I had defended the Indian media once saying that they are giving people what they want, but I am not sure that they are giving people what they want anymore. Even if viewers are interested in crime no one wants to meaningless reports, and nor do people want to see the same video clips ad nauseum.
We readers and viewers deserve more. We deserve to get a balanced picture about crimes committed in the whole country…villages, semi-urban areas and in the poorer city areas and it doesn’t matter if the victims are poor and/or the killers are poor. Crime news needs to be suitably balanced.
Poor news analysis
What I have found quite horrifying was the news analysis of these two crimes…one article bemoaned the deteriorating urban culture and called the murders the “sweet deathly smell of success” and called the Neeraj’s murder by the Naval officer as the “sordid reality behind all the dazzle”!! What does a crime of passion have to do with razzle dazzle or tinsel town? This is a case where a jealous lover catches a man in a compromising position with his lover and attacks him in a fit of murderous rage and this kind of thing has happened since time immemorial!!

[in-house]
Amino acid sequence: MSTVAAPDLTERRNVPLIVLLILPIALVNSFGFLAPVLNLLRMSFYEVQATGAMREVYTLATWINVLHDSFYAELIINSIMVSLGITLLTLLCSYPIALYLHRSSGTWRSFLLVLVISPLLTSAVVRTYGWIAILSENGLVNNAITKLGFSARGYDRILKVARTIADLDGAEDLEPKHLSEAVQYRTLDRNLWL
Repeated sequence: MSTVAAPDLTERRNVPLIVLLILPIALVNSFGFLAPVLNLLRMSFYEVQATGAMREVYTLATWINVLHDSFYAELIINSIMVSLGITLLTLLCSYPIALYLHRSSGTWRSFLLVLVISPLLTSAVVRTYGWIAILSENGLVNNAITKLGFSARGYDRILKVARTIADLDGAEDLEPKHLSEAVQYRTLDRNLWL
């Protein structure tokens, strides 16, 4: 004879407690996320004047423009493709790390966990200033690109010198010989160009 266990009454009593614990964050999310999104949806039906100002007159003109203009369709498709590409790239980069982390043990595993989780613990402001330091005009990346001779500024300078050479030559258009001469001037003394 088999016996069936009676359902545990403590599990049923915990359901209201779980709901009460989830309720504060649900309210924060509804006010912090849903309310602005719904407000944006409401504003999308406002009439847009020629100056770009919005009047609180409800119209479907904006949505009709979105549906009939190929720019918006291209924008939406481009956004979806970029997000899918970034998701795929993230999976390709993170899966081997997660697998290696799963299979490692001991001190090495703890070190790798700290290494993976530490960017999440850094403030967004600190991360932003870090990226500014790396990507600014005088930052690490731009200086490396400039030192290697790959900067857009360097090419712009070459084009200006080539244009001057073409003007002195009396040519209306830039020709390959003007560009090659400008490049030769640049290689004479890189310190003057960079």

The same article goes on to talk about the second murder, that of Arushi, and calls it the face of “a changing Indian urban landscape where not only values and attitudes but also crimes are undergoing a metamorphosis.” But fathers killing daughters is not a new thing in Indian society. It’s worth thinking whether the doctor (if he is guilty) would have killed his child if she had been a son…in the same circumstances. I am quite sure that if the father killed his daughter, it’s because he felt (probably imagined!) she had “shamed” him in some way and not because she found out about his extra-marital affair. I have never heard of parents killing their teenage children because they found out about an extra marital affair. But honor killings are an age-old practice in feudal India, so why write that this murder is some sort of modern afflliction or in some way against Indian “culture?”